See also: connect, dot

connect (with someone)

in. to meet someone; to talk to someone on the telephone. We connected over a drink and discussed the matter fully.
See also: connect



connect (with something)

in. [for a batter] to hit a ball. He swung but didn’t connect with the ball.
See also: connect, something



connect the dots

1. To draw connecting lines between a seemingly random arrangement of numbered dots so as to produce a picture or design.
2. To draw logical inferences connecting items of information to reveal something previously hidden or unknown.
See also: connect, dot
References in periodicals archive ?
Connecting Game Consoles to TVs or PCs to Play Online Games
Connecting Electrical Appliances to a Central Console for Remote Control
25-34 Aged Respondents' Interests in Connecting a TV to a PC or a Media Server To Watch Video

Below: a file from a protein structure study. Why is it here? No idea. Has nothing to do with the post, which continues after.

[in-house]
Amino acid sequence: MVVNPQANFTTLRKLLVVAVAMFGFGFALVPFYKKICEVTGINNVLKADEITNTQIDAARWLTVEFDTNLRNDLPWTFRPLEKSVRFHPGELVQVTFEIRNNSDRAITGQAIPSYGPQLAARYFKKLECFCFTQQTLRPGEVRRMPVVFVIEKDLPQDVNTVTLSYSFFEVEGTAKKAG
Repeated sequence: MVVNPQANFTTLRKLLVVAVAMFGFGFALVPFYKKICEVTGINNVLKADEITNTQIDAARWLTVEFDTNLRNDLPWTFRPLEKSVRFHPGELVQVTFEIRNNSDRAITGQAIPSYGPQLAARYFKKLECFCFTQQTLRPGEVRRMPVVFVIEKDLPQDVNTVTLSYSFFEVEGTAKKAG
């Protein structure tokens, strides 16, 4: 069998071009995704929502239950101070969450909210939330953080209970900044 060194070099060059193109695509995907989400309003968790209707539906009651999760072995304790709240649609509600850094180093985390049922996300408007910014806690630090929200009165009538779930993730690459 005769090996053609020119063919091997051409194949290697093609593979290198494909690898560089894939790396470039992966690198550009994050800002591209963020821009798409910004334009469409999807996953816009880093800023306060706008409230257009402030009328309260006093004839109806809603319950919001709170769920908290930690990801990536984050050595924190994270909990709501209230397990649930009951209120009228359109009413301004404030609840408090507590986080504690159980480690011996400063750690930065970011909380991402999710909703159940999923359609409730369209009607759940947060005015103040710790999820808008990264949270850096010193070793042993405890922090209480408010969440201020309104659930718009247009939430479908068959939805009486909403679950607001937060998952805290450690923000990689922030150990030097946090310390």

25-34 Aged Respondents' Interests in Connecting a PC to a Stereo System to Listen to Digital Audio Files
Work on what has become the Common Framework was initiated in 2003, when the Connecting for Health collaborative began to create a Roadmap that called for the public and private sectors to work together to build an infrastructure that would allow for the rapid, accurate, and secure exchange of health information, essential for improving health care quality and safety.
Together, they protect patient privacy while enabling the authorized exchange of medical records," said Carol Diamond, MD, MPH, managing director of the Markle Foundation and chair of Connecting for Health.
To protect privacy, the Connecting for Health Common Framework architecture recommends use of a record locator service (RLS), an index that identifies where specific patient records are kept, but not what information the records contain.
We demonstrated the exchange of clinical information, by using a critical set of common, open technical standards," said Clay Shirky, who directs the technical work for Connecting for Health and teaches at New York University.